While these samples are representative of the content of NLEBeta,
they are not comprehensive nor are they the most current set.
We encourage you to perform a real-time search of NLEBeta
to obtain the most current and comprehensive results.


401

Procedures and Standards for Residential Ventilation System Commissioning:  

Broader source: All U.S. Department of Energy (DOE) Office Webpages (Extended Search)

Procedures and Standards for Residential Ventilation System Commissioning: Procedures and Standards for Residential Ventilation System Commissioning: An Annotated Bibliography Title Procedures and Standards for Residential Ventilation System Commissioning: An Annotated Bibliography Publication Type Report LBNL Report Number LBNL-6142E Year of Publication 2013 Authors J. Chris Stratton, and Craig P. Wray Keywords ASHRAE 62.2, commissioning, procedures, residential, standards, ventilation Abstract Beginning with the 2008 version of Title 24, new homes in California must comply with ANSI/ASHRAE Standard 62.2-2007 requirements for residential ventilation. Where installed, the limited data available indicate that mechanical ventilation systems do not always perform optimally or even as many codes and forecasts predict. Commissioning such systems when they are installed or during subsequent building retrofits is a step towards eliminating deficiencies and optimizing the tradeoff between energy use and acceptable IAQ. Work funded by the California Energy Commission about a decade ago at Berkeley Lab documented procedures for residential commissioning, but did not focus on ventilation systems. Since then, standards and approaches for commissioning ventilation systems have been an active area of work in Europe. This report describes our efforts to collect new literature on commissioning procedures and to identify information that can be used to support the future development of residential-ventilation-specific procedures and standards. We recommend that a standardized commissioning process and a commissioning guide for practitioners be developed, along with a combined energy and IAQ benefit assessment standard and tool, and a diagnostic guide for estimating continuous pollutant emission rates of concern in residences (including a database that lists emission test data for commercially-available labeled products).

402

Kitchen Ventilation Should be High Performance (Not Optional)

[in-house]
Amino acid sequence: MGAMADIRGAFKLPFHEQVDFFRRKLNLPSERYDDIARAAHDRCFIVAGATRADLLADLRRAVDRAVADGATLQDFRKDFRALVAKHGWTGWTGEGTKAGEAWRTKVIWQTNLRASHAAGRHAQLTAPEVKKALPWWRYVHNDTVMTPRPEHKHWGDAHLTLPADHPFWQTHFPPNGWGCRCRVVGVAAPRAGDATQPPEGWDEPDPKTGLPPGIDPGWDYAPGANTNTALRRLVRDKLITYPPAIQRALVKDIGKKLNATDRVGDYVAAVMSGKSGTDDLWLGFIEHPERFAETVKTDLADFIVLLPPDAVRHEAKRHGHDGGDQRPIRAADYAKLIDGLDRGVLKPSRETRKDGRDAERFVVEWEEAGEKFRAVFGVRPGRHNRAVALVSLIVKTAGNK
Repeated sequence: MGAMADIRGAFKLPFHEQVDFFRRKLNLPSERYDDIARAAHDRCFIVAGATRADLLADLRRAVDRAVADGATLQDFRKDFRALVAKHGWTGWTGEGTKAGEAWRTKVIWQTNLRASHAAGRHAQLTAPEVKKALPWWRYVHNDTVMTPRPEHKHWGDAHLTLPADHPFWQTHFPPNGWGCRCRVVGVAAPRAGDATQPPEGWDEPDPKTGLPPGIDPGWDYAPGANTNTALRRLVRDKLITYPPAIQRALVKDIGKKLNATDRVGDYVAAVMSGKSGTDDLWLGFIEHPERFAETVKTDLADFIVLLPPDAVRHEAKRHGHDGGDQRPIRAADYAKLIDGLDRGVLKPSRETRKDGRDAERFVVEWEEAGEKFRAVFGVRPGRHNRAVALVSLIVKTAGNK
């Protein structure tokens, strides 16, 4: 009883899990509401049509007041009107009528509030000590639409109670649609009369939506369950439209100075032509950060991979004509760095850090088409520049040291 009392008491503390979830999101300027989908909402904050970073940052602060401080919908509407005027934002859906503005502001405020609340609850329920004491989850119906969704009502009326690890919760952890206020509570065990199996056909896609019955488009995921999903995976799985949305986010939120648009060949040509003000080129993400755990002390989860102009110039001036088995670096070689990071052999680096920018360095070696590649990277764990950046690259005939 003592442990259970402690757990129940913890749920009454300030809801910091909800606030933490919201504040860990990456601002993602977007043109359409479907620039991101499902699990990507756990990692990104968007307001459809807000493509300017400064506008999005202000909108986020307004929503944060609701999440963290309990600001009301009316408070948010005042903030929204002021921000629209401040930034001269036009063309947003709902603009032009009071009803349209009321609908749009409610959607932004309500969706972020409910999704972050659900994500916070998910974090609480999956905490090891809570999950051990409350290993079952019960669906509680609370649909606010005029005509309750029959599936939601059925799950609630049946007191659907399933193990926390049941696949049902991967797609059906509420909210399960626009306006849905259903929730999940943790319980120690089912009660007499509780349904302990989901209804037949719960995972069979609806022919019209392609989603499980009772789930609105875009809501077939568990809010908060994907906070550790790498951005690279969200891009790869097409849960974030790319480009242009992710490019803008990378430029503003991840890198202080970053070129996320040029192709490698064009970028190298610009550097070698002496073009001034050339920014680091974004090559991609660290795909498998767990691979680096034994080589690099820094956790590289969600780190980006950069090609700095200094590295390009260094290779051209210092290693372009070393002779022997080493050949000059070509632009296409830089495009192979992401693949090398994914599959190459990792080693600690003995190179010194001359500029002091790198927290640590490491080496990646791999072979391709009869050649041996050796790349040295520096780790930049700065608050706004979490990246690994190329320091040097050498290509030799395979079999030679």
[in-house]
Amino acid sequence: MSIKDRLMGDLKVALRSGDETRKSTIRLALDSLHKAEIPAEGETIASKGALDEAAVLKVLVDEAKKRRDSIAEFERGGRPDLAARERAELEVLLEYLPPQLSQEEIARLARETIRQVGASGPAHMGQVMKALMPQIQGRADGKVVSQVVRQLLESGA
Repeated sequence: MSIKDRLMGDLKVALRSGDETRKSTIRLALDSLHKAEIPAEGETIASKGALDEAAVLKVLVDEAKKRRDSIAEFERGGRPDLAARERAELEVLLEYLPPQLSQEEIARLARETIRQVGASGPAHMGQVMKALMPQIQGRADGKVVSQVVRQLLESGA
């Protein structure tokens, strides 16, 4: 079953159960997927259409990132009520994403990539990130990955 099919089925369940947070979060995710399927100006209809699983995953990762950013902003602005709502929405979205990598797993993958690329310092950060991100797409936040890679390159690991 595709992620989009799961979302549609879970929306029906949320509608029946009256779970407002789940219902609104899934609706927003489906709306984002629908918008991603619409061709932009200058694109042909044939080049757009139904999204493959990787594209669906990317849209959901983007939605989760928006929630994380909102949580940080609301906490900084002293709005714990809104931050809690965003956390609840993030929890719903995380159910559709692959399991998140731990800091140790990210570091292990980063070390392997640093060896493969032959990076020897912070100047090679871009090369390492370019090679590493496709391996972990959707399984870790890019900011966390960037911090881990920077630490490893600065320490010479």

Broader source: Energy.gov (indexed) [DOE]

Kitchen Ventilation Kitchen Ventilation Should be High Performance (not Optional) Brett C. Singer Residential Building Systems & Indoor Environment Groups Lawrence Berkeley National Laboratory Building America Technical Update Denver, CO April 30, 2013 Acknowledgements PROGRAM SUPPORT *U.S. Department of Energy - Building America Program *U.S. Environmental Protection Agency - Indoor Environments Division *U.S. Department of Housing and Urban Development - Office of Healthy Homes & Lead Hazard Control *California Energy Commission - Public Interest Energy Research Program TECHNICAL CONTRIBUTIONS *Woody Delp, Tosh Hotchi, Melissa Lunden, Nasim Mullen, Chris Stratton, Doug Sullivan, Iain Walker Kitchen Ventilation Simplified PROBLEM: * Cooking burners & cooking produce odors, moisture

403

Experiments to Evaluate and Implement Passive Tracer Gas Methods to Measure Ventilation Rates in Homes  

E-Print Network [OSTI]

Pollutant Control Index: A New Method of Characterizing Ventilation in Commercial Buildings." Proceedings of Indoor Air'

Lunden, Melissa

2014-01-01T23:59:59.000Z

404

Text-Alternative Version of Building America Webinar: Multifamily Ventilation Strategies and Compartmentalization Requirements  

Broader source: Energy.gov [DOE]

Transcript of Building America webinar, "Multifamily Ventilation Strategies and Compartmentalization Requirements," held on Sept. 24, 2014.

405

Experimental and numerical VOC concentration field analysis from flooring material in a ventilated room  

E-Print Network [OSTI]

in "7th International Conference, Healthy Buildings 2003, Singapore : Singapore (2003)" #12;Ventilation

Paris-Sud XI, Université de

406

Solar space heating | Open Energy Information  

Open Energy Info (EERE)